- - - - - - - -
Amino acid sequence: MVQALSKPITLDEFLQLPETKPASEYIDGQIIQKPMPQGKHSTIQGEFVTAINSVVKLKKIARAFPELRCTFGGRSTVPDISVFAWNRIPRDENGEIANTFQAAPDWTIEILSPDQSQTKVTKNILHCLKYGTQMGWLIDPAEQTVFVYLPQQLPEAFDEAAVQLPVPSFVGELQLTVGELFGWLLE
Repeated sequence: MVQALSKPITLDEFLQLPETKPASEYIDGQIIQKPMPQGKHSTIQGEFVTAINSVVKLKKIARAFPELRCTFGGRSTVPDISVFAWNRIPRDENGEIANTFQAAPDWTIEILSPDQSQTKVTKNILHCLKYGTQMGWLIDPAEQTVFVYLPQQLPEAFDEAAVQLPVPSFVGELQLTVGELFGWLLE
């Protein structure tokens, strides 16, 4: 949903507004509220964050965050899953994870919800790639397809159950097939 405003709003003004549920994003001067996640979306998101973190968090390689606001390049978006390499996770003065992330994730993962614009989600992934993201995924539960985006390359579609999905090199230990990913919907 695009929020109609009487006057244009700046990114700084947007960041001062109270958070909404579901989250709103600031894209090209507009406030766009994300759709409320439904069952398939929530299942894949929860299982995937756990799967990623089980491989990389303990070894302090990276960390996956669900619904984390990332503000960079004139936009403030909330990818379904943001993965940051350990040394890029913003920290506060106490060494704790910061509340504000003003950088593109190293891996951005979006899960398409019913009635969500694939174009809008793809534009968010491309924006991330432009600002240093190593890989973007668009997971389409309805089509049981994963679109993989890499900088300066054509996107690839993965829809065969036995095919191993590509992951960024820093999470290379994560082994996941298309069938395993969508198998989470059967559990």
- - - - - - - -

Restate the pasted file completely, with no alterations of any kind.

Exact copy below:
Amino acid sequence: MVQALSKPITLDEFLQLPETKPASEYIDGQIIQKPMPQGKHSTIQGEFVTAINSVVKLKKIARAFPELRCTFGGRSTVPDISVFAWNRIPRDENGEIANTFQAAPDWTIEILSPDQSQTKVTKNILHCLKYGTQMGWLIDPAEQTVFVYLPQQLPEAFDEAAVQLPVPSFVGELQLTVGELFGWLLE
Repeated sequence: MVQALSKPITLDEFLQLPETKPASEYIDGQIIQKPMPQGKHSTIQGEFVTAINSVVKLKKIARAFPELRCTFGGRSTVPDISVFAWNRIPRDENGEIANTFQAAPDWTIEILSPDQSQTKVTKNILHCLKYGTQMGWLIDPAEQTVFVYLPQQLPEAFDEAAVQLPVPSFVGELQLTVGELFGWLLE
């Protein structure tokens, strides 16, 4: 949903507004509220964050965050899953994870919800790639397809159950097939 405003709003003004549920994003001067996640979306998101973190968090390689606001390049978006390499996770003065992330994730993962614009989600992934993201995924539960985006390359579609999905090199230990990913919907 695009929020109609009487006057244009700046990114700084947007960041001062109270958070909404579901989250709103600031894209090209507009406030766009994300759709409320439904069952398939929530299942894949929860299982995937756990799967990623089980491989990389303990070894302090990276960390996956669900619904984390990332503000960079004139936009403030909330990818379904943001993965940051350990040394890029913003920290506060106490060494704790910061509340504000003003950088593109190293891996951005979006899960398409019913009635969500694939174009809008793809534009968010491309924006991330432009600002240093190593890989973007668009997971389409309805089509049981994963679109993989890499900088300066054509996107690839993965829809065969036995095919191993590509992951960024820093999470290379994560082994996941298309069938395993969508198998989470059967559990």